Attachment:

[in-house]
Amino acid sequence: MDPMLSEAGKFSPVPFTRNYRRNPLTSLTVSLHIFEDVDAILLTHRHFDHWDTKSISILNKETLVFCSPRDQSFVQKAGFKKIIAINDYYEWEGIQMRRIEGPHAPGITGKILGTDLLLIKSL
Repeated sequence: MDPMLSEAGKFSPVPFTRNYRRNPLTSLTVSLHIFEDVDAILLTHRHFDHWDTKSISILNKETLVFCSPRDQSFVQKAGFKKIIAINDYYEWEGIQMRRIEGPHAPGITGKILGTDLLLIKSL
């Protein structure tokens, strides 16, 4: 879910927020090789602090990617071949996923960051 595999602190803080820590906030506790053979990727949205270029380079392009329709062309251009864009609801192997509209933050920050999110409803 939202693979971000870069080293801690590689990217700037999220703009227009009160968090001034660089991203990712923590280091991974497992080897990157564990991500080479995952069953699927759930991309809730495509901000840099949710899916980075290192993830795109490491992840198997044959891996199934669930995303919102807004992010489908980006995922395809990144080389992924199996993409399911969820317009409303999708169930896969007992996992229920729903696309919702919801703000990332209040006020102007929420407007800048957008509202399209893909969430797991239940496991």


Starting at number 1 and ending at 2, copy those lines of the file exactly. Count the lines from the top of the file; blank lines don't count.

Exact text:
[in-house]
Amino acid sequence: MDPMLSEAGKFSPVPFTRNYRRNPLTSLTVSLHIFEDVDAILLTHRHFDHWDTKSISILNKETLVFCSPRDQSFVQKAGFKKIIAINDYYEWEGIQMRRIEGPHAPGITGKILGTDLLLIKSL